Charles persevered through every tragic event that faced him in life, showing anyone could overcome any obstacle that stands in their way. He learned life was not fair at the early age of 5 where: "Ray suffered the first of many hard events in his life that would follow over the ensuing years. While rough-housing with his younger brother George, his sibling tripped into the large tub their mother used for laundry. At first Ray thought George was fooling around, but after he did not move for some time, he tried to pull his brother from the water. But, his clothing was soaked too thoroughly and Ray could not pull his weight out. He ran to his mother, who attempted to revive the child, but it was too late. Soon afterward, Ray was diagnosed as having glaucoma and his mother was told her son would eventually lose his sight altogether" (Johnson). At the age of 5, Charles lived through the horrid experience of his brother drowning right before him. For anyone, death is a sensitive and uncomfortable topic to just speak about. The event occurring when he was so young, and the person being his brother, made for an unfortunate and unforgettable memory. This only became a worse experience as it was one of the last things he saw before going completely blind from glaucoma (an eye disease that gradually takes a person's sight) at 7. However, no matter how traumatizing the drowning was and how devastating the impairment was, Charles still managed to persevere and continue on with his life. When Charles was fully blind, his mother sent him to a school where: "Ray was admitted to The St. Augustine School for the Blind and Deaf as a charity patient. While there he was taught how to read and write in Braille and studied in mathematics" (Johnson). Just because he transferred to a specialized school, he never complained or used his impairment as an excuse to give up in living his life. He persevered to learn just as any normal student would, also excelling in anything he did. Charles, at the school, was even said to have "began his musicianship as a pianist and clarinetist/saxophonist" (Ray Charles). In addition to his standard work, Charles was able to juggle his passion for music along with his other responsibilities at the school. Charles was able to persevere through every dilemma that faced him, never using his past or impairment as an excuse to hold him back.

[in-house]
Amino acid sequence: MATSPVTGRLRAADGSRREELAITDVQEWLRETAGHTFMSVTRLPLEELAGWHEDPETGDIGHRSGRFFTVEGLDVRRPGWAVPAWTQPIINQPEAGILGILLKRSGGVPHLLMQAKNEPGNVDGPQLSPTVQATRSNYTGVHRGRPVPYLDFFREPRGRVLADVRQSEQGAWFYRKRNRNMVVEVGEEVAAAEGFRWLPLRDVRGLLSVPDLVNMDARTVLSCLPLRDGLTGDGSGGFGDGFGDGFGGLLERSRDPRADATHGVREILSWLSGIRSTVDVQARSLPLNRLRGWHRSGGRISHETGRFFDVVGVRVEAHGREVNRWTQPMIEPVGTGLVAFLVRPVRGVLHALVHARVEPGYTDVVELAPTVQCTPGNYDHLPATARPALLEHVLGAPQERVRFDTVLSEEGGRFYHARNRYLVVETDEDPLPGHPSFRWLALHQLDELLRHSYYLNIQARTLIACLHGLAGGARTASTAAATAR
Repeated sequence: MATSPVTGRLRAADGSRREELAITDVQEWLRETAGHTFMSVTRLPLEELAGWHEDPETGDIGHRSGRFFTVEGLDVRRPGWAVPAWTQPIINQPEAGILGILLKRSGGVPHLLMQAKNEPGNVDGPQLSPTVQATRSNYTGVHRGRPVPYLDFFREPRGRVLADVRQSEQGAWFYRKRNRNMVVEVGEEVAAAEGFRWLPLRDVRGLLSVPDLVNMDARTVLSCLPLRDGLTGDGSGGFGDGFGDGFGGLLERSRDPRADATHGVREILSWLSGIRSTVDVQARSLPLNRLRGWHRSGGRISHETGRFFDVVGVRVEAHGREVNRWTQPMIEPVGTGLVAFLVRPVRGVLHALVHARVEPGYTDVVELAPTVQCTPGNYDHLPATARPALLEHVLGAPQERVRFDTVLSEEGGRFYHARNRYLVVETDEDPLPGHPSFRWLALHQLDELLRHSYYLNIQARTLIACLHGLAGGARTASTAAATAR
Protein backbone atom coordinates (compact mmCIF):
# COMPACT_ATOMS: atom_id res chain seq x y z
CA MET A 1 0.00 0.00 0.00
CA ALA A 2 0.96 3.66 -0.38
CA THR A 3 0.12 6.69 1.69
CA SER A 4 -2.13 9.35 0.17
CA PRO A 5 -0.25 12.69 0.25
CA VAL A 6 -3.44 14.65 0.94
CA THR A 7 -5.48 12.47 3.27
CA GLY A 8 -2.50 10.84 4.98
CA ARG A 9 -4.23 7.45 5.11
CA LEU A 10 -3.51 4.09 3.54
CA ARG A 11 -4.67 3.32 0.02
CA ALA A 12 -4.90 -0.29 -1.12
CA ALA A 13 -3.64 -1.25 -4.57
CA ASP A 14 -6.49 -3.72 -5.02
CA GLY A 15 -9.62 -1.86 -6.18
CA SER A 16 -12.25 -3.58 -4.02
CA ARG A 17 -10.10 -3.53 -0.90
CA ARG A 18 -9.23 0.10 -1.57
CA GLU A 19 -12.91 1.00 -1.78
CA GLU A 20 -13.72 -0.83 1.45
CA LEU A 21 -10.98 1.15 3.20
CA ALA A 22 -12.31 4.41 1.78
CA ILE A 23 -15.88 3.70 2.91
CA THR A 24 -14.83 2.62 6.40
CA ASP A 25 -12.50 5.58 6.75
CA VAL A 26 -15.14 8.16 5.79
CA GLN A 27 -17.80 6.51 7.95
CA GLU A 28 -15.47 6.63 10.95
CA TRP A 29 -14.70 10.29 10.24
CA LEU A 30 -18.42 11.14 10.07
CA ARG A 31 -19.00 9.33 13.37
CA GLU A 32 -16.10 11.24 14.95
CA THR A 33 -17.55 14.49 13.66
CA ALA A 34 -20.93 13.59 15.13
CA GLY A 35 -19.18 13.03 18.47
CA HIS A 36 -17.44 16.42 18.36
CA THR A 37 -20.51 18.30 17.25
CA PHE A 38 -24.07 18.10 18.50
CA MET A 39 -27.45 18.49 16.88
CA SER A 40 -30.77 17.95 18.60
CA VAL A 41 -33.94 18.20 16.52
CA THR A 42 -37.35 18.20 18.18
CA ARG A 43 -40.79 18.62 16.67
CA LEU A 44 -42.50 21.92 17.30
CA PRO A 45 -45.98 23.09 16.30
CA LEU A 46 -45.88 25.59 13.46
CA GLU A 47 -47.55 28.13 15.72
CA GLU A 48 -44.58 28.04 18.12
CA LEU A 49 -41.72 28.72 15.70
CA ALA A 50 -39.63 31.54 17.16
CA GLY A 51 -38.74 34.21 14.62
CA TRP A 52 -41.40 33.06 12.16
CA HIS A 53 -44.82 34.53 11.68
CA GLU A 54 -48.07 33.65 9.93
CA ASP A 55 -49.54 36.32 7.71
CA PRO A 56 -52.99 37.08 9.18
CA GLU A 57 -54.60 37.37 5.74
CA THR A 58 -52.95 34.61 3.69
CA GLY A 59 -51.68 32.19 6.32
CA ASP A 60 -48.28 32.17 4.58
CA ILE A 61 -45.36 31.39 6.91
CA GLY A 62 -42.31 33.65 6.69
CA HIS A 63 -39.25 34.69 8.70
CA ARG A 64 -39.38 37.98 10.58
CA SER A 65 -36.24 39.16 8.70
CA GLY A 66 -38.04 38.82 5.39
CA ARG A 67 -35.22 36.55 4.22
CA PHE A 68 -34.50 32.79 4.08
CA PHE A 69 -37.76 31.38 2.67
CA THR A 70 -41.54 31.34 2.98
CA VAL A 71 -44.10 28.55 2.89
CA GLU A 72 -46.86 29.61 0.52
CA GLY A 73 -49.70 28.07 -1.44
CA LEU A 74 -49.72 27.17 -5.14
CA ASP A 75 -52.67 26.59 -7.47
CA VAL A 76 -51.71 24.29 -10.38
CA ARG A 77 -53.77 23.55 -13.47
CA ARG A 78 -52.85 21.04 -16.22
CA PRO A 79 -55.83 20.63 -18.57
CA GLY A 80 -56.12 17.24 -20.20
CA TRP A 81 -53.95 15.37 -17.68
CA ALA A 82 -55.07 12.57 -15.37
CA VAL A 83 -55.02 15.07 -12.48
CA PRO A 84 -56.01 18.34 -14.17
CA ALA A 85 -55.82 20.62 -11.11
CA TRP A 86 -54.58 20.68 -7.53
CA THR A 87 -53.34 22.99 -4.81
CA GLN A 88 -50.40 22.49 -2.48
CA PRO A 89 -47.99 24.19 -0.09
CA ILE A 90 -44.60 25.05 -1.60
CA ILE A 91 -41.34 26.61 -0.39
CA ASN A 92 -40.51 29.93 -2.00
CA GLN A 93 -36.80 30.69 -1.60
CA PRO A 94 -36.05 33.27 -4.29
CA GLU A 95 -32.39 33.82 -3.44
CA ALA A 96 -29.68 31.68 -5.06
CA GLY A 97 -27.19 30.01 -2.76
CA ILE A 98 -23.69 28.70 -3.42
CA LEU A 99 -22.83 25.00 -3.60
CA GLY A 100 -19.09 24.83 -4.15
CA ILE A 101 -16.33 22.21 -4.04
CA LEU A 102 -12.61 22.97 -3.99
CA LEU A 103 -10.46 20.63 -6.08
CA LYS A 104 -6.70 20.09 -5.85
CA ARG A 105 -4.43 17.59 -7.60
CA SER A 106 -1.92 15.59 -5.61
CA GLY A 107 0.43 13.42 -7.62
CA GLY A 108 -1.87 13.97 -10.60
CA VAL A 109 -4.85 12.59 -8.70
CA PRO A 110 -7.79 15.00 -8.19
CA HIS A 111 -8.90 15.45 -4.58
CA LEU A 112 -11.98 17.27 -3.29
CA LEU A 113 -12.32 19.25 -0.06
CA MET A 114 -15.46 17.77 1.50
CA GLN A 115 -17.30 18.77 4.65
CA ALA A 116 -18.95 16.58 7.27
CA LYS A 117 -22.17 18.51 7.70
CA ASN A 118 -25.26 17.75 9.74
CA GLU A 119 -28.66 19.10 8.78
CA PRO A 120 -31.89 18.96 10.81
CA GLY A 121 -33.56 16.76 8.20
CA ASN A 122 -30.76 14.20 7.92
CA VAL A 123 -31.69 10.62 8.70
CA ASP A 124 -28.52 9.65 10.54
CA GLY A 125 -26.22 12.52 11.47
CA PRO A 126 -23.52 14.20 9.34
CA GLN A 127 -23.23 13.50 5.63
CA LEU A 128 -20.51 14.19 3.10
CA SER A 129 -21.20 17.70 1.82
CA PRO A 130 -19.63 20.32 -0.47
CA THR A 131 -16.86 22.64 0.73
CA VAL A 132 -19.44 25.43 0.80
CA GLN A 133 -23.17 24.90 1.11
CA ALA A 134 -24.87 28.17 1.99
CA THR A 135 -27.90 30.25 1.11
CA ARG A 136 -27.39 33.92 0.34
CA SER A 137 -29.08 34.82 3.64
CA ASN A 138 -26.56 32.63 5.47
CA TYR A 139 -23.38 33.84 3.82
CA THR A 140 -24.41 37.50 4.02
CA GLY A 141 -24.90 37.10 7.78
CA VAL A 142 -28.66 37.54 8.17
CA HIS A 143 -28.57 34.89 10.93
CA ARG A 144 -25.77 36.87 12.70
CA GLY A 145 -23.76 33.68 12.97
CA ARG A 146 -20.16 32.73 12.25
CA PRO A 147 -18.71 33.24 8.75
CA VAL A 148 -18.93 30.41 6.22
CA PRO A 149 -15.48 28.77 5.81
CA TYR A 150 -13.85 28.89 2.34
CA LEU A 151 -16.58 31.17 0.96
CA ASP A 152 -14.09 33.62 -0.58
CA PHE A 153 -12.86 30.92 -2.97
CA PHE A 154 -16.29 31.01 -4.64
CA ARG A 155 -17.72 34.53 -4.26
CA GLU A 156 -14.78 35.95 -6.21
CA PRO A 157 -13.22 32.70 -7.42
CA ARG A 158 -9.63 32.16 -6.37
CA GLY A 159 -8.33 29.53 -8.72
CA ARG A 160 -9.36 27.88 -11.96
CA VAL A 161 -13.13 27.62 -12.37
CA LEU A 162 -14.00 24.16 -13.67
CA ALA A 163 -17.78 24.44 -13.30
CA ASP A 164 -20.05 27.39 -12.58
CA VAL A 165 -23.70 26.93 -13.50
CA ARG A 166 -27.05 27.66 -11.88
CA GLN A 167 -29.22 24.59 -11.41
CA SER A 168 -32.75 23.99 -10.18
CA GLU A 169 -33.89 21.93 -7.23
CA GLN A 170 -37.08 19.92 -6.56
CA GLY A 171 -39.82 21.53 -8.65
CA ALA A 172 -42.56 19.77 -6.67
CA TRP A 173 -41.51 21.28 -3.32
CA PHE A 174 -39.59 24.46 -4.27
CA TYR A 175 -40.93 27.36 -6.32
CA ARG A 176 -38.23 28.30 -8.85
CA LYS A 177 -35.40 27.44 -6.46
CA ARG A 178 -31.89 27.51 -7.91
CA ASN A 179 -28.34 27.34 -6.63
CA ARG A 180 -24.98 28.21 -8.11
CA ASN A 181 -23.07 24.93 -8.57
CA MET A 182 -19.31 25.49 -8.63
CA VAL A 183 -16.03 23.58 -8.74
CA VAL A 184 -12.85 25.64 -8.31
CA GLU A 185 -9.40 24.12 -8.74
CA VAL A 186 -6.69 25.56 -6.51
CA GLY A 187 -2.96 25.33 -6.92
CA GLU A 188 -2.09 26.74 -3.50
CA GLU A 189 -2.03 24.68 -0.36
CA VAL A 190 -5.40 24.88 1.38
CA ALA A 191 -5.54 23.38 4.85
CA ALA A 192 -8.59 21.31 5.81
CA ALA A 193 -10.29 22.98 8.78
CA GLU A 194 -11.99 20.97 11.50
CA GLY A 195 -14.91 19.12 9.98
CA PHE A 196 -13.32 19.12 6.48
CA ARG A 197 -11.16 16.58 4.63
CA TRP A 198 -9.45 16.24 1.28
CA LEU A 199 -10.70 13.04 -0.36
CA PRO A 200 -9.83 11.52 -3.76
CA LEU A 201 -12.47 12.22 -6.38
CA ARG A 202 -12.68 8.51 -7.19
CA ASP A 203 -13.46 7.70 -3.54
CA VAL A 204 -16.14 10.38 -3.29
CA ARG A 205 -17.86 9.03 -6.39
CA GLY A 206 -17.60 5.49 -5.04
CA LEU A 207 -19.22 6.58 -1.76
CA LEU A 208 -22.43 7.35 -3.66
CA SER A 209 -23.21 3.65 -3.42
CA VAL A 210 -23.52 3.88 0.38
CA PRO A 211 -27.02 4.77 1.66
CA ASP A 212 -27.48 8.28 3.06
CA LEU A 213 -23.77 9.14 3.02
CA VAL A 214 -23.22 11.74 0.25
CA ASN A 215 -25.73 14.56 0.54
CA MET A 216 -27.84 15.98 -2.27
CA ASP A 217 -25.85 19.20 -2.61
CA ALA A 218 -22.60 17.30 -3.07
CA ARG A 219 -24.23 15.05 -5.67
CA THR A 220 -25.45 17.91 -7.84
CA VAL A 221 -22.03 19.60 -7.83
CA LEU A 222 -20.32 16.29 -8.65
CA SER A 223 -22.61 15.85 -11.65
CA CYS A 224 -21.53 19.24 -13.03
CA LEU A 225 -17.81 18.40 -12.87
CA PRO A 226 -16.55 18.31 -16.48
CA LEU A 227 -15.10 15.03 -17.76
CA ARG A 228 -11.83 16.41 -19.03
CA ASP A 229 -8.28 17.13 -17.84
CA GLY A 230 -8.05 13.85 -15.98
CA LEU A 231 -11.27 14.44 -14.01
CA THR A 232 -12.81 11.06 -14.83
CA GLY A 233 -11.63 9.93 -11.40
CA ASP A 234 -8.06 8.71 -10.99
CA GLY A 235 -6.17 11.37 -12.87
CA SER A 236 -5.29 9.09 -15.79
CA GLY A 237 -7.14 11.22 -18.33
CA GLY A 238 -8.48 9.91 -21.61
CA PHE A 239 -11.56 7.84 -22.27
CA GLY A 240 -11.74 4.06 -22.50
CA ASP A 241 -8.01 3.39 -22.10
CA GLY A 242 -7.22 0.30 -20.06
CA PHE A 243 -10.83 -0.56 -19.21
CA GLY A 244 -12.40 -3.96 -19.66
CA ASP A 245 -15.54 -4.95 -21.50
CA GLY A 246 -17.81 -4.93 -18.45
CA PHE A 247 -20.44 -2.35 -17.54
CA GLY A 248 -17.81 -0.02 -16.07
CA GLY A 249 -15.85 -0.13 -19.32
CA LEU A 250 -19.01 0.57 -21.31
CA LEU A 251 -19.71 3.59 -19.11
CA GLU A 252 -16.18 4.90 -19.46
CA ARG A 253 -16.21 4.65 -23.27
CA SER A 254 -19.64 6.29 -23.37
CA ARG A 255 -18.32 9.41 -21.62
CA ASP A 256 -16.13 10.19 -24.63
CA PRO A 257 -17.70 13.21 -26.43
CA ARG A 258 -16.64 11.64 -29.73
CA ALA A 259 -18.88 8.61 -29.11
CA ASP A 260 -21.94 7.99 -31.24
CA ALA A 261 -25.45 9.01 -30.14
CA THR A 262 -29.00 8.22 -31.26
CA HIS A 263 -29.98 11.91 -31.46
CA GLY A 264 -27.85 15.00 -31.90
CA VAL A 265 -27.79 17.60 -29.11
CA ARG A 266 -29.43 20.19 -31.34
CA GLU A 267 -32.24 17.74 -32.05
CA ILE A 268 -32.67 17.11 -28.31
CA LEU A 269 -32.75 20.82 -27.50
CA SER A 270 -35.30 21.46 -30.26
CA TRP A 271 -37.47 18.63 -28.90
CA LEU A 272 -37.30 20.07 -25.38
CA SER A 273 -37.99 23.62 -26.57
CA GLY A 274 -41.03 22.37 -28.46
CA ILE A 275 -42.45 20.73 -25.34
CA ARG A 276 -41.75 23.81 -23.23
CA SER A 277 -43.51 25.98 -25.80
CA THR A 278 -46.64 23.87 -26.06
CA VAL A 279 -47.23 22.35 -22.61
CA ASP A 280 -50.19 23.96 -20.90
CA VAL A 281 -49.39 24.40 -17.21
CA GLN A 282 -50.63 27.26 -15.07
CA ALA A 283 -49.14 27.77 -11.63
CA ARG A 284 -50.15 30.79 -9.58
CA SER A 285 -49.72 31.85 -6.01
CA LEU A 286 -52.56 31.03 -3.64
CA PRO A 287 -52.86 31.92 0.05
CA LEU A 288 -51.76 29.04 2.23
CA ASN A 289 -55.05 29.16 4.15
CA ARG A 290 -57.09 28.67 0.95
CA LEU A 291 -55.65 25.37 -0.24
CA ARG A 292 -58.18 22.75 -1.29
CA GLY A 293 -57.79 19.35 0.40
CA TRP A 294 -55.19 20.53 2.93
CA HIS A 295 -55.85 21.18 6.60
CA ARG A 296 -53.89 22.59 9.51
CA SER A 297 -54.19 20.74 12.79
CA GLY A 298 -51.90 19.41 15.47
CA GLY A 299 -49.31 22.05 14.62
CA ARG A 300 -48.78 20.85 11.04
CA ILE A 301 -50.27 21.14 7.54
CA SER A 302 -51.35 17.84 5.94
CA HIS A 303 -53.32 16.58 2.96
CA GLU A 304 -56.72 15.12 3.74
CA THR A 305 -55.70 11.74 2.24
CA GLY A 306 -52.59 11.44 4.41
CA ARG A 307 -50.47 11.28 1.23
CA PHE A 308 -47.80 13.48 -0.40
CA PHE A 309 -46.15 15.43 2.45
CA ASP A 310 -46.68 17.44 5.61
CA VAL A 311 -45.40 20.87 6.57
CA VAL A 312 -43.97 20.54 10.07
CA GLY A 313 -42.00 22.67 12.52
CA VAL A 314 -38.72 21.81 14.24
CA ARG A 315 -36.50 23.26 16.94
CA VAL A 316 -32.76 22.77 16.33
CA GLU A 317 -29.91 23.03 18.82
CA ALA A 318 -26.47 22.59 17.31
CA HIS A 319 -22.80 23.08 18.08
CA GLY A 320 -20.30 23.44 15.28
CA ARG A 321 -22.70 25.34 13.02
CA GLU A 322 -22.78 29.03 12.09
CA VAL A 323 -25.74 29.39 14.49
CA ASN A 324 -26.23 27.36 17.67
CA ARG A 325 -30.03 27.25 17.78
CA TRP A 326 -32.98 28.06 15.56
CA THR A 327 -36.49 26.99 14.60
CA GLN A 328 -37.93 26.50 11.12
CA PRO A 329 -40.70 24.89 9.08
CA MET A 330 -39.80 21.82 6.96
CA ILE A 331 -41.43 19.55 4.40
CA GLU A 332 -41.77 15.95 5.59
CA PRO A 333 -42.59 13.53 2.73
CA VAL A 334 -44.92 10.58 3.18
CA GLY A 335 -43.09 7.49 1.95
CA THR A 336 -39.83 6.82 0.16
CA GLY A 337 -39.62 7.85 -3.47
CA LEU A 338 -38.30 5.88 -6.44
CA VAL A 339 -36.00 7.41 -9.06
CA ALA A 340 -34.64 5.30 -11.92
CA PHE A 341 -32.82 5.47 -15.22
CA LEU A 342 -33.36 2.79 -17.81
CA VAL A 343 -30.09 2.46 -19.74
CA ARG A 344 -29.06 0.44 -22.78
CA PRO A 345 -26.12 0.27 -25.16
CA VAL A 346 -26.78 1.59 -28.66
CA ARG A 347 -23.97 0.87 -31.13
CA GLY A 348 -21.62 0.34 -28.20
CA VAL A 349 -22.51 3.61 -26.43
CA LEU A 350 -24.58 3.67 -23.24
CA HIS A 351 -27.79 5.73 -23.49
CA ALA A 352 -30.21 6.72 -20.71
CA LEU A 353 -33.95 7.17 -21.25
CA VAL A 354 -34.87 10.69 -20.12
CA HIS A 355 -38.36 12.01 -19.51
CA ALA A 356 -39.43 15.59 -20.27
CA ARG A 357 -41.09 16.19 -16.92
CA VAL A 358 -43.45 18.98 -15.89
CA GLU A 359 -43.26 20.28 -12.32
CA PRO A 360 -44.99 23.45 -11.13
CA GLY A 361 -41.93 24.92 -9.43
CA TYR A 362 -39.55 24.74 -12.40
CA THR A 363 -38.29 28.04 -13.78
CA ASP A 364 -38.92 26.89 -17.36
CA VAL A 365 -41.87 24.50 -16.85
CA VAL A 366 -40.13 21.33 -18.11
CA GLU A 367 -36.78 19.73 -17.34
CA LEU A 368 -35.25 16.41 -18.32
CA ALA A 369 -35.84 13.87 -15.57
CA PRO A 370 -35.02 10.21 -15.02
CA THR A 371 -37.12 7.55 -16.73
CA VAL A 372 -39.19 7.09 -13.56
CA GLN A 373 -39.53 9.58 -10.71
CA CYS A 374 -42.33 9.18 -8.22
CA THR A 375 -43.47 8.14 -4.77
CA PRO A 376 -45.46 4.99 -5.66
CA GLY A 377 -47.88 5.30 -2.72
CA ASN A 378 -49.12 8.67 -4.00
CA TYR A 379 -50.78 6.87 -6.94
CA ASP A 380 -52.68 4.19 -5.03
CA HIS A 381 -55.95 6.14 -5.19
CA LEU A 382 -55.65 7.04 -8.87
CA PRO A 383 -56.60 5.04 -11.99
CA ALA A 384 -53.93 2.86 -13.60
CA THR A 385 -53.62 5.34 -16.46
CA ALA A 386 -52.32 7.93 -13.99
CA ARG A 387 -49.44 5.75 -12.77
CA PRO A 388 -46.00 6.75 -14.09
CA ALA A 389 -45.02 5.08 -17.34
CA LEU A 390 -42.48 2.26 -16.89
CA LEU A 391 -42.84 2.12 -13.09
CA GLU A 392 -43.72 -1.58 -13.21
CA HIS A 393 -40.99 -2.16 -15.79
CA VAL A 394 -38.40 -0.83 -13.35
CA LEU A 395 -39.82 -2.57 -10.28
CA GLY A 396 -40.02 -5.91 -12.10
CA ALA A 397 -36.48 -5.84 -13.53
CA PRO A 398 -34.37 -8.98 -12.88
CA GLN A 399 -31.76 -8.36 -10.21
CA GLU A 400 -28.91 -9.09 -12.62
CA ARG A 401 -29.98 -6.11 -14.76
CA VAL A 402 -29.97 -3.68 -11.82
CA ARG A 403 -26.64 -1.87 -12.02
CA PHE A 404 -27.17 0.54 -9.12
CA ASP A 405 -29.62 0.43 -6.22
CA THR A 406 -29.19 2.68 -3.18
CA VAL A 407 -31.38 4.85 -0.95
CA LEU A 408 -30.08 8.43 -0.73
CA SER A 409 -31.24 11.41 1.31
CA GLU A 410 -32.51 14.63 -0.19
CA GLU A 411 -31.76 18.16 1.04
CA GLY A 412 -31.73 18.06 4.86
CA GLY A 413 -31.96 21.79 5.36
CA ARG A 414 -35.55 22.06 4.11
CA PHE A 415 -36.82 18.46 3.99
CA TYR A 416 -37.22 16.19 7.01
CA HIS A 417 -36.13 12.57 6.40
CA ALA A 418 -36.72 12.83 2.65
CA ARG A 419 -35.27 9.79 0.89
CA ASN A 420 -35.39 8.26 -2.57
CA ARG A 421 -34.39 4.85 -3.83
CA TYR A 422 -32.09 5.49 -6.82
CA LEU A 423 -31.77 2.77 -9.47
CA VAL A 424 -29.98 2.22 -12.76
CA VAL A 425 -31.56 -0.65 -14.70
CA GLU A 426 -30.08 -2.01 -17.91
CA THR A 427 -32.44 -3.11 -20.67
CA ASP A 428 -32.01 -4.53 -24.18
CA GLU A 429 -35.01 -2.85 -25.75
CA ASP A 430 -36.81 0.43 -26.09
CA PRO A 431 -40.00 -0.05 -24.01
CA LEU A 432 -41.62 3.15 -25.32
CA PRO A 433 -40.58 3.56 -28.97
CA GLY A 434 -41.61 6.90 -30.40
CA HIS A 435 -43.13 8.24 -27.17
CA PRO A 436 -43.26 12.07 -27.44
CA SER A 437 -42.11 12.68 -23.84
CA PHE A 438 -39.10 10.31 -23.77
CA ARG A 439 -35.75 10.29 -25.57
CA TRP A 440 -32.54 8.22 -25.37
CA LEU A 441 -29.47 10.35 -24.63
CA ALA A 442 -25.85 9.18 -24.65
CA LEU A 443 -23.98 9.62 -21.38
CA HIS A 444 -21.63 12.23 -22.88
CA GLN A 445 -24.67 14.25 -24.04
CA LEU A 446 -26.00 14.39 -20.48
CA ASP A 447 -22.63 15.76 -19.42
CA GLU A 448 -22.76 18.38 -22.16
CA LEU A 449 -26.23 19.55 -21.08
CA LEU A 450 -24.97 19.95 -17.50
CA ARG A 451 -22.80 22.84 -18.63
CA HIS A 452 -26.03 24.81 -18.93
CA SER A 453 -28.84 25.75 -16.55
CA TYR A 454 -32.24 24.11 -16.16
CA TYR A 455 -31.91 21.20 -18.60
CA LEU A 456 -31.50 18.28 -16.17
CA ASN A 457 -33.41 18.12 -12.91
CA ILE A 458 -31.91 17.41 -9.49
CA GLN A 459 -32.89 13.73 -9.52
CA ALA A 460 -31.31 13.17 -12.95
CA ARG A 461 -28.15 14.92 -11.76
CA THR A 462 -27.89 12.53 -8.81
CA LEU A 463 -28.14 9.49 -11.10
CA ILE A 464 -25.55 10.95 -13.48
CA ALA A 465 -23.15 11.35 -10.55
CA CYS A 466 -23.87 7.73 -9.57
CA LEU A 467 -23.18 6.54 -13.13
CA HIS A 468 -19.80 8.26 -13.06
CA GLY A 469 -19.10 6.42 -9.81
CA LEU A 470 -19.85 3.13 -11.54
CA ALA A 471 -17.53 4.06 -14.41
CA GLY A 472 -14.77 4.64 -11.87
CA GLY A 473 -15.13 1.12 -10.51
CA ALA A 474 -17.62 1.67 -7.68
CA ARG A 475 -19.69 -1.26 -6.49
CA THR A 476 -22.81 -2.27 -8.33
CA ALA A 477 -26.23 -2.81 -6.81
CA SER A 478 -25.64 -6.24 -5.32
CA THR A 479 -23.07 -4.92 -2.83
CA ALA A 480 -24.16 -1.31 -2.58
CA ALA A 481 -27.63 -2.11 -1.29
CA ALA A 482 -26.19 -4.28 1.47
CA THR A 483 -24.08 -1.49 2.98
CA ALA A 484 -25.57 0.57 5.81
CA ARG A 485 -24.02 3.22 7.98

Charles used his voice not only to make amazing music, but he also used it to voice his thoughts he strongly believed in. People constantly reminded him of his race and how things were different, reinforcing his "place in society." Charles' circumstances were better than most: "But, he was forever a voice for the rights of mankind. At a concert in Augusta, Georgia, in the height of the Civil Rights movement, Ray learned that his audience was being segregated with the black attendees confined to the balcony and the white member on the floor to the front of the stage. He told the promoter that he had no problem with segregation, but felt that his people should be in front of the stage rather than the white audience. He told the promoter that unless this was reversed, he refused to play and didn't care if he was sued. He didn't play, and was sued. But, he earned the respect of Rev. Martin Luther King, Jr. from this and King would become one of Charles' early benefactors" (Johnson). Charles stood up for what he believed in, even if it meant he got the short end of the stick. In a way, he did not get the short end because he earned the respect of Martin Luther King Jr. and many other people. Charles did not just forget about his own people because his conditions were better. He was able to influence people to stand up for what they believed in no matter if their circumstances were good or bad. Charles not only stood up for his own race, but he also stood up for other people who were discriminated against. "Years later, Charles would also refuse to perform in South Africa until the role of apartheid was abolished. He had a special relationship with the Jewish people of America, once stating that if ever, 'someone besides a black ever sings the real gut-bucket Blues, it'll be a Jew. We both know that it's like to be someone else's footstool'" (Johnson). He did not just focus on the rights of his own people, but Charles also considered other people that were being affected. Charles did not just sit back and watch these events happen. Just because things seemed to be getting better for him, he never forgot about other people. He was able to influence his audience to think in a certain positive way which helped everyone and always had others' well-being in mind. He never gave up on what he believed in and speaking his mind just because his life improved.